At work, we use a lot of lead batteries. 12v 33Ah and 12v 5Ah. When they start to get old, I measure a few and find the ones with the most equal voltage. I connect them in parallel and put them on an old charger. I do not mix 33Ah and 5Ah, and I don't wait for anything... A few days later, the batteries hold the charge at bit longer.
 

nsaspook

Joined Aug 27, 2009
6,580
Okay, all hooked up. No smoke, no sparks, no smell, no spewing, no splosion. Bank measures 12.75V.

How long do we expect it to take for the batteries to equalize? Do I need to wait before I hook up charging system?
Just run a quick full power load test to be sure all the connections are good and nothing gets hot. With FLA parallel banks it's important to run an equalization charge after many full discharge cycles to get a level recharge on all the cells because with so many it's a pretty sure thing some are weaker than others. I normally run four 6 Volt volt 204AH batteries in two 12 Volt strings using Costco CG2 (traction) flooded types for my emergency power backup. The old set lasted about 5 years with pretty heavy summer abuse running a small AC unit.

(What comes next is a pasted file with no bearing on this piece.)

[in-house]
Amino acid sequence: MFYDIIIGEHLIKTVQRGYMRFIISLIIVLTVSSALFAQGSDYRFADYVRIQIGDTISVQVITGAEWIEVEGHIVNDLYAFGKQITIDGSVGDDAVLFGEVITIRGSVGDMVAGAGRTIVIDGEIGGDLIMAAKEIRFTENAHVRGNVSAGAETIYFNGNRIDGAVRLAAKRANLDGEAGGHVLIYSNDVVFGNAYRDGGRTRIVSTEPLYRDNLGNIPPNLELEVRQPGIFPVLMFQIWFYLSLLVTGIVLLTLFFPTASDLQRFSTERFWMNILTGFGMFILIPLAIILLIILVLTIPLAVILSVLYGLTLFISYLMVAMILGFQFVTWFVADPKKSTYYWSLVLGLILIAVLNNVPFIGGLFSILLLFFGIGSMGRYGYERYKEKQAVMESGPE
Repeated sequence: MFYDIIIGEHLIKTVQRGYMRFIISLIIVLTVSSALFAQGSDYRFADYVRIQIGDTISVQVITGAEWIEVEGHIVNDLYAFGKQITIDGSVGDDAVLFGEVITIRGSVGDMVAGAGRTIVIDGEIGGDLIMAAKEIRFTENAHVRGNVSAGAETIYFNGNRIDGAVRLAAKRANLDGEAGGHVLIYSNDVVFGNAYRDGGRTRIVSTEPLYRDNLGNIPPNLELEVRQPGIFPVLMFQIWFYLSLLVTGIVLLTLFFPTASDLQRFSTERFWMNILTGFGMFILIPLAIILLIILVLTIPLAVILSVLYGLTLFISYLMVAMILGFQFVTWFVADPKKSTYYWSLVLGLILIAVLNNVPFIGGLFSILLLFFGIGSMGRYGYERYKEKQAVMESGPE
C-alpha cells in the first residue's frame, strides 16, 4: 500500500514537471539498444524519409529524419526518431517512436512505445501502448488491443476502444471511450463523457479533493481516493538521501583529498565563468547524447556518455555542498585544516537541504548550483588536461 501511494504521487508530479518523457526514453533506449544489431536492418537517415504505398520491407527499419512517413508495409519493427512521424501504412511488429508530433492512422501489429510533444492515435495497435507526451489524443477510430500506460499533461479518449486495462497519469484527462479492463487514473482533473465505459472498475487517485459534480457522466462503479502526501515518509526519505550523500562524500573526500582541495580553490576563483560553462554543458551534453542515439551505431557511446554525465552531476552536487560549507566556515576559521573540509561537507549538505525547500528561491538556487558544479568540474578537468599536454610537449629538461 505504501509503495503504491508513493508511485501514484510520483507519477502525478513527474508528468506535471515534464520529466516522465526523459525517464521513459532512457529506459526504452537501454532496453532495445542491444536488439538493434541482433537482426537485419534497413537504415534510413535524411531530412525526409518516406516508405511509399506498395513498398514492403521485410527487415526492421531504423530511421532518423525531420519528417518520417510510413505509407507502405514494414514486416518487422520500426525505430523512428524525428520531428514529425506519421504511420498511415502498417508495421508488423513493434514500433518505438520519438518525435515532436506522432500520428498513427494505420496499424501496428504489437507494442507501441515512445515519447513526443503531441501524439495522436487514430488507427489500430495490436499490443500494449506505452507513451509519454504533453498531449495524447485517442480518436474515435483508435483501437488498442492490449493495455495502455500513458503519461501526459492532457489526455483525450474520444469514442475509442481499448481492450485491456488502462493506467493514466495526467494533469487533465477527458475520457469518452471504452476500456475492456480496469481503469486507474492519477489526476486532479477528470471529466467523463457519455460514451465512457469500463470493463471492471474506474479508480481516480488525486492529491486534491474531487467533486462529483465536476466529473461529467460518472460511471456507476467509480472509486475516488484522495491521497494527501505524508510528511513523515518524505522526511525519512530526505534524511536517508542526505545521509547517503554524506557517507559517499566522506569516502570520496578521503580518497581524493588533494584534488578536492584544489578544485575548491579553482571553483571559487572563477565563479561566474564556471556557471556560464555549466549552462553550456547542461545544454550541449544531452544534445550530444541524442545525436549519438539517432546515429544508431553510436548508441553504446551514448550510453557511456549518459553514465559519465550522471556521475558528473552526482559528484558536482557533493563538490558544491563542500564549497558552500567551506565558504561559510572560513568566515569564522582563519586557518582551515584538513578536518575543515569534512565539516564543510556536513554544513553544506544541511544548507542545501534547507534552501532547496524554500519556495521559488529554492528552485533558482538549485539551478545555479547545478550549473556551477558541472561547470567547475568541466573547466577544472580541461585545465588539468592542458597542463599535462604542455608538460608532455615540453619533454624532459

http://batteryuniversity.com/learn/article/equalizing_charge

 

tcmtech

Joined Nov 4, 2013
2,868
One possible problem with paralleling batteries is if one of them develops a shorted cell.
Then the other two could rapidly discharge through the one with the shorted cell.
Not sure if that would create enough heat to be of concern. :confused:
Hasn't been a major problem in the billions of other applications in the world that run parallel battery systems so far. It just cuts the life of the good batteries down if not caught soon enough.
 

tcmtech

Joined Nov 4, 2013
2,868
Are you sure it isn't trillians? :rolleyes:
Well since you have doubts what is your estimate on how many machines and backup power systems plus whatever other sort of device there may be in that has ever been made that runs with 2 or more parallel batteries?

The lead acid battery alone has been around over 150 years so by that I say Billions of them have been used in parallel battery applications by now. :rolleyes:
 

crutschow

Joined Mar 14, 2008
23,741
The lead acid battery alone has been around over 150 years so by that I say Billions of them have been used in parallel battery applications by now
Well, most of the lead acid battery applications (in vehicles) I'm aware of use series cells, not parallel.
I didn't think there were that many applications that used parallel cells. :confused:
 

nsaspook

Joined Aug 27, 2009
6,580